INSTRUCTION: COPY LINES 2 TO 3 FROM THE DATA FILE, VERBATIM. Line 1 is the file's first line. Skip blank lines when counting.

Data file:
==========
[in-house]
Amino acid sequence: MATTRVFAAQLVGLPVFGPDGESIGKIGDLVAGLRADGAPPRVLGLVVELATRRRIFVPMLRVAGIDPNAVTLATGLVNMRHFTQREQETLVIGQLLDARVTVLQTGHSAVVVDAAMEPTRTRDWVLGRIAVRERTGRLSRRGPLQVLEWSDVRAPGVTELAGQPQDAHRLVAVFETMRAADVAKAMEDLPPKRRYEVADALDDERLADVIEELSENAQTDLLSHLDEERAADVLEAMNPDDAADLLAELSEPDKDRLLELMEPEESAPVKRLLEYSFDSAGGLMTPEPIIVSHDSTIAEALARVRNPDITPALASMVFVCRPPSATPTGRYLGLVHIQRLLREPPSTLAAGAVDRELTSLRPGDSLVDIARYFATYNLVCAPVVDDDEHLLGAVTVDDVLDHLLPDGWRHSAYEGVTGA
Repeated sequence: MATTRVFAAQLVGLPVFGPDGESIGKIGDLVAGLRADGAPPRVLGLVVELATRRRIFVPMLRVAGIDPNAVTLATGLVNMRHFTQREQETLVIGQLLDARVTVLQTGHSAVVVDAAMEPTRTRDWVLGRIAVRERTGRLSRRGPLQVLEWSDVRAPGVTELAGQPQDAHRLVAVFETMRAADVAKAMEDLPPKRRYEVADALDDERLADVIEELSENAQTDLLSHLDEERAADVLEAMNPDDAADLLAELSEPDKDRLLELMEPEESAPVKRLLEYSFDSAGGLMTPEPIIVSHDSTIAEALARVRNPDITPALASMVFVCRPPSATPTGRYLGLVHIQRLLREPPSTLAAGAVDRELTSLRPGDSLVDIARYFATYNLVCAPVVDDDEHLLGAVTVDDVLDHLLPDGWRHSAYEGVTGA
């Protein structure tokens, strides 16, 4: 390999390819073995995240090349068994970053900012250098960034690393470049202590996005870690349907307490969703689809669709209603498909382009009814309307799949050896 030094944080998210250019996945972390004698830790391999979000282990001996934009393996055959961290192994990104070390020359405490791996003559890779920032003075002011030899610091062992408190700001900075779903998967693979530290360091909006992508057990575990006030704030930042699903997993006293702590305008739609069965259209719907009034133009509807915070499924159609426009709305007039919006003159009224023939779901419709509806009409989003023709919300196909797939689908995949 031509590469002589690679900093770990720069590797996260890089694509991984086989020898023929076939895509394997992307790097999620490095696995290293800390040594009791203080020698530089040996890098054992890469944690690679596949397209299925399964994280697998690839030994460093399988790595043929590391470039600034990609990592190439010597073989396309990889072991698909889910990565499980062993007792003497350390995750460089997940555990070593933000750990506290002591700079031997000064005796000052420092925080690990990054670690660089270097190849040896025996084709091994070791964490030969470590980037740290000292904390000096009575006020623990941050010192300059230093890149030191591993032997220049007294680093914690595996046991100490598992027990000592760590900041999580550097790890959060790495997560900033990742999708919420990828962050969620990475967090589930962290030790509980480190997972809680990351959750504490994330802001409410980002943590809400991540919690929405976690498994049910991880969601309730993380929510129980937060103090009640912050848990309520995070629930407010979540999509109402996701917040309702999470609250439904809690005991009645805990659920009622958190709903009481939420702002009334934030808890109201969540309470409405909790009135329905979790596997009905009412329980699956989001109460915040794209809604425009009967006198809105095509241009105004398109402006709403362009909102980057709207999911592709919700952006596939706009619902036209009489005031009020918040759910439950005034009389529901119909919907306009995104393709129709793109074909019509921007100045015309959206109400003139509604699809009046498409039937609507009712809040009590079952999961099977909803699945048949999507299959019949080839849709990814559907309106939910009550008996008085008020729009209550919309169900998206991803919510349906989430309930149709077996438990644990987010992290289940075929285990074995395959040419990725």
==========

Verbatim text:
Amino acid sequence: MATTRVFAAQLVGLPVFGPDGESIGKIGDLVAGLRADGAPPRVLGLVVELATRRRIFVPMLRVAGIDPNAVTLATGLVNMRHFTQREQETLVIGQLLDARVTVLQTGHSAVVVDAAMEPTRTRDWVLGRIAVRERTGRLSRRGPLQVLEWSDVRAPGVTELAGQPQDAHRLVAVFETMRAADVAKAMEDLPPKRRYEVADALDDERLADVIEELSENAQTDLLSHLDEERAADVLEAMNPDDAADLLAELSEPDKDRLLELMEPEESAPVKRLLEYSFDSAGGLMTPEPIIVSHDSTIAEALARVRNPDITPALASMVFVCRPPSATPTGRYLGLVHIQRLLREPPSTLAAGAVDRELTSLRPGDSLVDIARYFATYNLVCAPVVDDDEHLLGAVTVDDVLDHLLPDGWRHSAYEGVTGA
Repeated sequence: MATTRVFAAQLVGLPVFGPDGESIGKIGDLVAGLRADGAPPRVLGLVVELATRRRIFVPMLRVAGIDPNAVTLATGLVNMRHFTQREQETLVIGQLLDARVTVLQTGHSAVVVDAAMEPTRTRDWVLGRIAVRERTGRLSRRGPLQVLEWSDVRAPGVTELAGQPQDAHRLVAVFETMRAADVAKAMEDLPPKRRYEVADALDDERLADVIEELSENAQTDLLSHLDEERAADVLEAMNPDDAADLLAELSEPDKDRLLELMEPEESAPVKRLLEYSFDSAGGLMTPEPIIVSHDSTIAEALARVRNPDITPALASMVFVCRPPSATPTGRYLGLVHIQRLLREPPSTLAAGAVDRELTSLRPGDSLVDIARYFATYNLVCAPVVDDDEHLLGAVTVDDVLDHLLPDGWRHSAYEGVTGA